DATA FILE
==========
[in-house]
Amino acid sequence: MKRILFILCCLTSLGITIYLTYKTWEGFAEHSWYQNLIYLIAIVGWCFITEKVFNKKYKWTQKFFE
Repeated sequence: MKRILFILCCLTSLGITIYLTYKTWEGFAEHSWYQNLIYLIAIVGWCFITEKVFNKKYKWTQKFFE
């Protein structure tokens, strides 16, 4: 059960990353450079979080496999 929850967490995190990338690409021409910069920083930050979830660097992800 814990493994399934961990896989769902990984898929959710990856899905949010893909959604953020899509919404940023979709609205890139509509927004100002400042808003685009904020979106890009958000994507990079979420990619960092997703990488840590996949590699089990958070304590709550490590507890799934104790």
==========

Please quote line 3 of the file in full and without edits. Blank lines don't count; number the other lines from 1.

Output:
Repeated sequence: MKRILFILCCLTSLGITIYLTYKTWEGFAEHSWYQNLIYLIAIVGWCFITEKVFNKKYKWTQKFFE